How much time do I have? The simplest types of frozen desserts from the list to follow are ice and granita; followed by ice cream, sorbet and sherbet; and finally gelato, frozen custard and semifreddo.
Which ingredients do I want to use? If you have impeccable seasonal fruit, make sorbet or sherbet. To make an alcoholic treat for happy hour, try a granita. If you have a good source of grass-fed milk and cream, go for ice cream or gelato. Have access to eggs from pastured hens? Make frozen custard or semifreddo.
Which texture is most appealing? If a bowl of crunchy ice crystals sounds like a refreshing end to a rich meal, make an ice or granita. If your dessert will be paired with a baked treat, offer traditional ice cream. If a rich, smooth and creamy dessert that stands alone will finish off your meal nicely, go for gelato, frozen custard or a semifreddo.
Think about frozen desserts in family groups: those with dairy, those with something else, and those completely solo.
Ice Cream. Cream (and sometimes milk) is mixed with sugar, then frozen while being churned to incorporate enough air to make it fluffy. Ice cream is the perfect cold, creamy and smooth counterpart to warm desserts, such as cobbler and pie.
Ice Milk. Made with less cream than ice cream, ice milk includes more additives to improve its texture. The result has fewer calories, but where there is less cream, there is also less creaminess — the texture is definitely not as smooth.
Frozen Custard. Ice cream made with eggs is referred to as frozen custard or French-style ice cream. The custard must be cooked first to denature the egg proteins and disperse them throughout the mixture. The cooked custard lends a rich, eggy flavor to the finished result. Frozen custard is a thick, satisfying dessert all on its own. Topping with seasonal fruit or a simple sauce will add a delightful twist to your custard.
Gelato. Though gelato seems richer than ice cream, it has less butterfat. Gelato recipes call for whole milk rather than cream. Gelato’s density comes from slow churning without whipping in much air. You can do this manually with a regular ice cream maker by churning more slowly, or opt for a gelato-making machine. Gelato is usually served slightly warmer than ice cream.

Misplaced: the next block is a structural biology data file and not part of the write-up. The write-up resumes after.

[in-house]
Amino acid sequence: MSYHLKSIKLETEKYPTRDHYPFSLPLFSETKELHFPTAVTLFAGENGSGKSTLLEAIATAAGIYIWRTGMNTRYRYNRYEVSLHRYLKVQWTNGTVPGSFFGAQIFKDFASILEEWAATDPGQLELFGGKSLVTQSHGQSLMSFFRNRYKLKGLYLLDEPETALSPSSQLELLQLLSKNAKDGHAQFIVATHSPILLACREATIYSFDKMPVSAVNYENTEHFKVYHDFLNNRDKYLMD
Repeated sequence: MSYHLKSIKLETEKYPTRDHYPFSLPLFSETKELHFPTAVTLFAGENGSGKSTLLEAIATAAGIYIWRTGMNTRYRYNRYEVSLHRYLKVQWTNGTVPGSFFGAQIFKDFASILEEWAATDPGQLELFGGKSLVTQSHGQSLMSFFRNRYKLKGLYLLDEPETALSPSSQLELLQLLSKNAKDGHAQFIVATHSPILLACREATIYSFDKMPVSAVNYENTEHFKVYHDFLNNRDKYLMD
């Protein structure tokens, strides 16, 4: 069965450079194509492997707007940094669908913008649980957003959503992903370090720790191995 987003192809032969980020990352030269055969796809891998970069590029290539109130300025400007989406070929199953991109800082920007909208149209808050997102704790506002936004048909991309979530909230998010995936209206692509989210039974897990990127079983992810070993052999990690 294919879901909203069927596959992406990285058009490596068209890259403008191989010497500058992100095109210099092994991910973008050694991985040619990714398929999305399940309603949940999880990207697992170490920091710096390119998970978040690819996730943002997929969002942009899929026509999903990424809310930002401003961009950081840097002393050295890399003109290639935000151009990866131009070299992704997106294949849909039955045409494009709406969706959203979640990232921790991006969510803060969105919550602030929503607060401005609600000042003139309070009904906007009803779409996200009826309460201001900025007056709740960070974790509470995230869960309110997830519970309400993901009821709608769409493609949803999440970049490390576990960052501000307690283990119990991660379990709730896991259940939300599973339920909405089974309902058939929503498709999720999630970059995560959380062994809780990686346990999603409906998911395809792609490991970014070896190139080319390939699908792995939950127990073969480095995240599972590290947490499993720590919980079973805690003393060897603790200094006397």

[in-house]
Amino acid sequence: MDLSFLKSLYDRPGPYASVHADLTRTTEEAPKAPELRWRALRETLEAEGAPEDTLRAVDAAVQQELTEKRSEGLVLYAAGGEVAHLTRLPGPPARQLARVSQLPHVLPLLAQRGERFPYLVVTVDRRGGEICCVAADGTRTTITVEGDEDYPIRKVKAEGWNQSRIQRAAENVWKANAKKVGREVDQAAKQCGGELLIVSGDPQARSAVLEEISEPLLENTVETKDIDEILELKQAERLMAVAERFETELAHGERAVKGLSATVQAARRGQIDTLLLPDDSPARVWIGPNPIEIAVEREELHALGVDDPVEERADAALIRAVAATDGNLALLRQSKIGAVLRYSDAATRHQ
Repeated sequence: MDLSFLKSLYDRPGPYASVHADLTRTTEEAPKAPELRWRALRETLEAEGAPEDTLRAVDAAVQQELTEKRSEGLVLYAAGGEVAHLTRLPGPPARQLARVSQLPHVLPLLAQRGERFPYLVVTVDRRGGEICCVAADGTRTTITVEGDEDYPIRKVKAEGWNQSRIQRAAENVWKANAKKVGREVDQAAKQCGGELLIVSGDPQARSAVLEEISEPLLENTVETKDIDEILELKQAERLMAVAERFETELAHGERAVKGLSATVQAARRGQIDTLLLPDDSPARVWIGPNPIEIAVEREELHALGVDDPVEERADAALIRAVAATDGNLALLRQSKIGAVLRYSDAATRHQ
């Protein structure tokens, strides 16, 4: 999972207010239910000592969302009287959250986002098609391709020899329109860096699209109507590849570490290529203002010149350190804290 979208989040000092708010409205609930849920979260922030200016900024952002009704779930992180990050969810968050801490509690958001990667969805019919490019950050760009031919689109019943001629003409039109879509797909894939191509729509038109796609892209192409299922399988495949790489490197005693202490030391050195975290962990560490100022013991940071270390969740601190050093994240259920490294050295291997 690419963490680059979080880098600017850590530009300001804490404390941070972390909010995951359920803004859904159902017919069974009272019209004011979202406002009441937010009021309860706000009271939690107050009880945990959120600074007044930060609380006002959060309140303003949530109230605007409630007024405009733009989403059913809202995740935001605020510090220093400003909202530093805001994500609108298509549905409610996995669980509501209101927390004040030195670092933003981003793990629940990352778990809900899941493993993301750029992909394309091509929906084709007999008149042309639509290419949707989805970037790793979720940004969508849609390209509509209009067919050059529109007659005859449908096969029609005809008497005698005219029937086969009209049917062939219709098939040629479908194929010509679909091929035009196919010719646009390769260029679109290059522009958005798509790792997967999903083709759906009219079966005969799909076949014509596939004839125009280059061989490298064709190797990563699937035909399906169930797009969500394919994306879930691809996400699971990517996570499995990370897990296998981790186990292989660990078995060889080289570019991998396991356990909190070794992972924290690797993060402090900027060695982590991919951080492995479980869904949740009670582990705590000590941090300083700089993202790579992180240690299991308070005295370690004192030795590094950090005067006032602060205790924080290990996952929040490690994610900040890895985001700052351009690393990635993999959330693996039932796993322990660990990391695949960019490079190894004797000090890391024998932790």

Semifreddo. Ice cream or gelato combines with whipped cream and sometimes meringue in this Italian treat. The “half cold” or “semifreddo” result is something like frozen mousse. Semifreddo is served in slices like cake. The marshmallowy texture of a well-made semifreddo is divine.
Sherbet. The creaminess of sherbet is achieved by mixing a little bit of milk or cream with sorbet. Make sherbet when you have delectable seasonal fruit, but you want the softness of ice cream. Try the recipe at the end of this article for a melon sherbet.
Sorbet and Sorbetto. Sorbet is made from fresh fruit and water with optional added sugar and acid. Sorbetto contains less water and thus has fewer ice crystals, so it is somewhat softer and more intensely flavored. Both are whipped to incorporate air. Sorbet and sorbetto are classic palate cleansers between courses.
Ice. An ice is usually a simple frozen fruit purée that is not finely textured. Ices are always nice on a hot day. Try making them with vegetable purées, too — frozen puréed cucumber is refreshing.
Granita. This sorbet with larger ice crystals is simply frozen, without much stirring and without a special machine. Scrape it up with a fork a few times during freezing. The resulting texture is similar to shaved ice. Granita recipes often call for alcohol, coffee, tea or other beverages.
Melon Sherbet Recipe
Manhattan Frozen Custard Recipe With Bourbon Cherries
Backyard Mint Ice Cream Recipe
Lemonade Watermelon Sorbet Recipe
Peanut Butter Gelato Recipe
Peach Sherbet Recipe
Coffee Granita Recipe
Pear Sorbet Recipe
Lemongrass Semifreddo Recipe
Read more: Find out how you can make more cool treats using refreshing summer melon in Summertime Means Eating Melon.